I was doing an over30 competitive match when the following occurred: White player is dribbling in the penalty area when he begins to lose his balance. Orange fullback sees the white player is beginning to fall and pretends to be tripped by the player and falls pinning the attacker under him. I blew the whistle and awarded a penalty because in my opinion the fullback simulated a fall in order to knock the attacker to the ground and fell on top so the attacker was completely taken out of the play. Of course the orange team was upset and felt I penalized their defender for falling. Could I call this a trip because the action of the fullback caused the attacker to go to ground? Unfair challenge? Or simulation (misconduct IFK)? I don’t know what to call it but it certainly looked like a foul to me.

Your thoughts please

USSF answer (September 24, 2009):
We seem to have at least two infringements here and they must be dealt with in the order in which they occurred. We also need to remember that the referee must base the restart on the infringement that occurred first, rather than the more serious, unless the infringements occur simultaneously, which was not the case described here.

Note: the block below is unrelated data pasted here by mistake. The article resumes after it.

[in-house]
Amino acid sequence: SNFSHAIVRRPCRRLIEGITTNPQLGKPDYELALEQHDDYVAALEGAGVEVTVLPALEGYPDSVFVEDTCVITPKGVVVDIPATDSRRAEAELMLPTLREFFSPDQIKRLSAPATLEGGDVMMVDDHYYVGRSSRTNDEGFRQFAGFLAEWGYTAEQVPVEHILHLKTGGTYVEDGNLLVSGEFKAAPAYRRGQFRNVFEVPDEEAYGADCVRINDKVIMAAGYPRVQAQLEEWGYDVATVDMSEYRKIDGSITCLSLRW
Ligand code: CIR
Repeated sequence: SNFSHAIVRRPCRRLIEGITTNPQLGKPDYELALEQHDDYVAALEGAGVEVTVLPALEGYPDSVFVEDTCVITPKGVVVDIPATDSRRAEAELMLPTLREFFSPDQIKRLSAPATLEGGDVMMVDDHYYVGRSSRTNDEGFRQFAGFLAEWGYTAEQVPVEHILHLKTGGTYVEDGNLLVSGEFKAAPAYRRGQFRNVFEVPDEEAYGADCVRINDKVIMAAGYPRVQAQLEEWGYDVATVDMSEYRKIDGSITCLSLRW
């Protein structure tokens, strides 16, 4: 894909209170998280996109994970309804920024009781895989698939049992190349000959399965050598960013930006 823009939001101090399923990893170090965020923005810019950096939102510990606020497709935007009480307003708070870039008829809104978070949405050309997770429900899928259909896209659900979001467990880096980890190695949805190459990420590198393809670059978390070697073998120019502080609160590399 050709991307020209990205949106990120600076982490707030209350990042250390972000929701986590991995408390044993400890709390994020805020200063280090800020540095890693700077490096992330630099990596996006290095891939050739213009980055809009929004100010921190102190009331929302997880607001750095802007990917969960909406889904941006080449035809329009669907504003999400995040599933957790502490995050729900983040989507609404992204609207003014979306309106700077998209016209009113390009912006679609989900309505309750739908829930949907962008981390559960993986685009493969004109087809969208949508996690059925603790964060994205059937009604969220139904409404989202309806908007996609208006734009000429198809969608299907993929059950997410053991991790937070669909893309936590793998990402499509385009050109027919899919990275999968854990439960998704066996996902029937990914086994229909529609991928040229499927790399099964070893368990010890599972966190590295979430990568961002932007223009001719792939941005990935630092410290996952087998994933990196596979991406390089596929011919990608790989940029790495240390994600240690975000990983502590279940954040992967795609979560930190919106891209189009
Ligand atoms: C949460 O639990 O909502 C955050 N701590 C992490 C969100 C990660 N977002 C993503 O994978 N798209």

If we accept your description, this is the order in which the infringements occurred:
Infringement the first: The defender simulates a fall.
Infringement the second: The defender then trips the attacker.
Infringement the third: The defender then holds the attacker down.

The correct action here would be to call the simulation and caution the defender for unsporting behavior, for which the restart is an indirect free kick from the spot of the infringement. While the defender did indeed trip the attacker and then hold him down, these acts occurred after the simulation and cannot be punished — unless, of course, you applied the advantage for the simulation and then called the second infringement, the tripping. This would allow you to caution the defender for the simulation and also award a penalty kick for the tripping in the penalty area.

Based on the description, the referee could take either path, depending on what he felt the game “needed” under the circumstances (temperature of the match, behavior of the players, etc.). In addition, there is a third option — caution for the simulation, indirect free kick or penalty kick restart based on which offense is the basis for the stoppage, but then a second caution for the subsequent misconduct of holding the opponent down — which results in a dismissal (red card) for the second yellow.

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